You’ll notice I make three distinctions when I call for olive oil in the recipes in this book: olive oil, extra-virgin olive oil, and finishing-quality extra-virgin olive oil. Although this might seem like a lot of bottles of olive oil to buy or have on your counter, it might actually save you money because you won’t be using your good olive oil where it doesn’t make a difference. When I call for “olive oil,” I’m referring to any decent olive oil. I use this when the oil isn’t a component to a dish or a condiment—for instance, to sear or roast vegetables or meats. This olive oil doesn’t even need to be extra virgin. It just needs to not be rancid; over time, you’ll learn to recognize rancid oil by the smell. If you cook much at all, this oil won’t go rancid because you’ll use it more than any other oil. I call for “extra-virgin olive oil” when the oil is part of the finished product, such as a vinaigrette or salsa verde. For this, I use a slightly higher quality oil; I prefer those produced in Italy, Spain, or France. “Finishing-quality extra-virgin olive oil” is my way of referring to the special, costlier bottles of olive oil that you see in specialty food stores. I reach for one of these when I am using the oil as a condiment, whether to drizzle over a vegetable dish or grilled meats, or as an unexpected complement for the Bittersweet Chocolate Tartufo with Olive Oil Croutons and Sea Salt. A Note on Anchovies
Alici di Cetara are a very special variety of anchovies from a seaside village called Cetara on Italy’s Amalfi Coast; they have all the deliciousness of the fish with none of the hard-to-take, overly fishy qualities often associated with anchovies. Cetara anchovies are harvested from April to September and placed in large plastic drums, layered in salt, where they remain for twelve months. After that time, the anchovies are cleaned, dried, filleted by hand, and laid out on linen cloths to dry, a process that supposedly absorbs some of their briny flavor. The fish are packed standing up in either sunflower oil, olive oil, or a combination. I generally like salt-packed anchovies better than those packed in oil, but these are the exception. I use them anytime I am serving anchovies in their whole form (other than marinated white anchovies, which are a dif- ferent thing altogether). You can find them at online outlets that specialize in Italian food exports. What Kind of Yogurt to Use
I call for yogurt in several recipes in this book. In Los Angeles, we’re lucky to have a specialty Greek grocery named Papa Cristo’s, where we get fresh yogurt made that day. In these recipes, I specify the yogurt that I found was the closest in consistency to Papa Cristo’s and also widely available, Straus Family Creamery Organic Greek Yogurt, which is thinner than other commercial Greek-style yogurts. If you can’t find Straus (or a place like Papa Cristo’s where you can buy homemade Greek yogurt), use regular whole-milk plain yogurt. Washing Greens
You may notice that in these recipes I don’t ask you to wash and dry lettuce or other greens. The reason is that I assume home cooks wash and dry all vegetables and fruits before cooking them. When making salads, it’s important that the vegetables be completely dry before you dress them; I do this by using a salad spinner, or draining the vegetables in a colander and then spreading them out on a dry dish towel or paper towels to drain. I am a fan of prewashed lettuce and other greens that are now widely available at farmers’ markets. Color Is Flavor!
One of the things I’m known to say in the kitchen is “Color is flavor!” I say this when I want my cooks to achieve that beautiful, dark golden color that makes vegetables and meats look so appetizing. Whether it’s Glazed Onions Agrodolce or the broccolini for Charred Broccolini with Salami and Burrata, the deep brown color, a result of direct, high-heat cooking, is part of both the visual appeal and the flavor of the finished dish. The challenge is to get that color without overcooking the vegetables or meat in the process. At Mozza, we are able to get that deep brown caramelization because our ovens are extremely powerful. At the Pizzeria specifically, to roast vegetables we use the pizza oven, which offers intense heat, and also a solid surface (as opposed to an oven rack) that conducts heat evenly. The pizza oven gave me the idea to try using the oven floor to imitate that solid surface, and it worked perfectly.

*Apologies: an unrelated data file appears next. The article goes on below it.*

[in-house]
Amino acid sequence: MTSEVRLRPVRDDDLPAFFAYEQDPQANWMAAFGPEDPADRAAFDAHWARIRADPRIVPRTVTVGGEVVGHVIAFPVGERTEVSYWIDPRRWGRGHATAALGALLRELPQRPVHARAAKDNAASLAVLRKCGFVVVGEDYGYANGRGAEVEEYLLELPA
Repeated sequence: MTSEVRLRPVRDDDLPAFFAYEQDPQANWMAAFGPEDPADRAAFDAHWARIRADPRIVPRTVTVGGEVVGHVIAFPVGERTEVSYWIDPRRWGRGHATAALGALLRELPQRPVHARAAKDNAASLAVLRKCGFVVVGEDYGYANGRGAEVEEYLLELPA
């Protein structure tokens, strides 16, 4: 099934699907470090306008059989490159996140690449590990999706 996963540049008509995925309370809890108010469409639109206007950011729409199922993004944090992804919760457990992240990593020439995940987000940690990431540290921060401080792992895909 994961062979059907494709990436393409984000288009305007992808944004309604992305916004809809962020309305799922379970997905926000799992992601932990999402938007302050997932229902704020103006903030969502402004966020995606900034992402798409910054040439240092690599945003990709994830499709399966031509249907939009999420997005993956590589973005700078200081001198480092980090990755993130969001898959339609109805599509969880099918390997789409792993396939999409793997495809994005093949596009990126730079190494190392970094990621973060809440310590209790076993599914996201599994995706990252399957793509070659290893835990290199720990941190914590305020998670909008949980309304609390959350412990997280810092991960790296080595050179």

Thus, throughout these recipes, you will see that I often call for you to put the baking sheet on the oven floor. In some ovens, the heating mechanism is on the oven floor, so you don’t have the option of putting a baking sheet on it. In that case, I offer an alternative of putting a rack as close to the floor as possible, and putting a pizza stone on the rack, if you have one.
To the same end, I often call for large baking sheets throughout these recipes. By “large,” I’m referring specifically to a half sheet pan (so named because it mimics the pan used to make a half sheet cake), which is 12 x 16 inches and fits in every home oven I’ve ever encountered. It’s important when you’re roasting vegetables that they are spread out in a single layer. If they’re too close together or on top of one another, the water released from the vegetables during cooking will cause the vegetables to steam rather than roast. Half sheet pans aren’t expensive. I suggest you invest in two or even four, and make sure they’re industrial-quality, thicker baking sheets, which are available anywhere cooking supplies are sold. The thicker baking sheets conduct heat better than thinner baking sheets do, which means they provide a hotter, more even cooking sur- face, and they don’t buckle in the oven the way thin baking sheets do. Once you invest in them, if you’re not already in the habit of doing so, you’ll be amazed at how often you reach for baking sheets when you cook—to put seared vegetables or meats on when you take them out of the pan; to bring foods outside to grill; to chill grains, pasta, and vegetables after they’re boiled or blanched; to put pie and tart dishes on, making them easier to slide into the oven and to catch juices that bubble over the dish, and, of course, to roast vegetables.